So, let’s quickly review. The steps so far are to get a credit card, spend money using it (within your means) because it gets you rewards, and then pay in full every month to avoid accumulating interest.

cash_payment

Sounds easy enough, right? Let me add one more tip to that: pay off most of your balance before the statement cycle ends. 30% of your credit score is determined by how much of your credit limit you’re using. If you’re using a high percentage of your total available credit limit, then your credit score will decrease dramatically. The ideal number is to keep your credit utilization at 10% or less. So if your credit limit is say $1,000, then ideally your reported balance should be $100 or less.

The great thing is that the balance is only reported at the end of the statement cycle and you’re able to pay toward your credit card before the statement cycle ends. So if your cycle ends on the 15th and your current balance is $800 (out of a $1,000 credit limit), then you could pay $750 on the 12th to give it enough time for the payment to be processed and then the statement balance will only be $50. That is what is then reported to the credit bureaus. And this is an important tip, because it truly lets you spend however much you want (again, within your means) without having to worry about the problems that come with high credit utilization.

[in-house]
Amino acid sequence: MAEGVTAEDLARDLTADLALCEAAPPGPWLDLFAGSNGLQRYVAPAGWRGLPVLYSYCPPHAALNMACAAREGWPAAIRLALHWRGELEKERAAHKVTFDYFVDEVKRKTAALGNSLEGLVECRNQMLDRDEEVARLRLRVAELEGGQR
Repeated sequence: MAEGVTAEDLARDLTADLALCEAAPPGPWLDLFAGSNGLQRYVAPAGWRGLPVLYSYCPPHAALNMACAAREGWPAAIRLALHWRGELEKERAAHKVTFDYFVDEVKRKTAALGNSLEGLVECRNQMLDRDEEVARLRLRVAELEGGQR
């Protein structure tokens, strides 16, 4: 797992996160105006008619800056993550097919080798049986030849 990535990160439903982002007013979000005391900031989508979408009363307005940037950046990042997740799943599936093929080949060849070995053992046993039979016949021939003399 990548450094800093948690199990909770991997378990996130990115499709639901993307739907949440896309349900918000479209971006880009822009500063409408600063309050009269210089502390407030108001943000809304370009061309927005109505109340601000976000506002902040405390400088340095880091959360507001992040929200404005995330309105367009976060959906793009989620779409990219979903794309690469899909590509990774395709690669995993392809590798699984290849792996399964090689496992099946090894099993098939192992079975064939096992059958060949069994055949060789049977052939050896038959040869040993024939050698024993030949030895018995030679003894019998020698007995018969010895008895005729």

Again, there’s no need to worry about interest charges. Let’s ignore the credit limit for a moment. If you have a statement balance of $200, spend an extra $800 on your card, and then pay $600 back, then $200 of those $600 will always go towards paying off your statement balance first, and then the remaining $400 go towards paying off your new purchases. So you still won’t have any interest charges in such a scenario. If, however, if you had a statement balance of $200, spend an extra $800, and then only pay $150, then you’d accumulate interest charges on the remaining $50 from the last statement, plus you’ll have all those new purchases to pay for as well.

Let Time Do Its Thing

So let’s review again! Get a card, use it within your means to get rewards, and then pay a few days before your statement cycle ends to reduce your credit utilization to under 10%, while making sure that you’re paying at least the full balance of the last statement.

credit_karma_landingpage

Now here comes the hardest part — waiting. You’ll need to be satisfied with your current card for at least two years. It may take even longer if you already had bad credit rather than starting with no credit. You can now use a service such as Credit Karma to check your progress on your credit score. If you’d rather use something else, you can use the government’s official website to get your full free credit report. While extremely descriptive, you can only get it once a year for free. If you don’t mind paying, Wells Fargo offers a service that pulls the full credit reports from all three reporting bureaus monthly.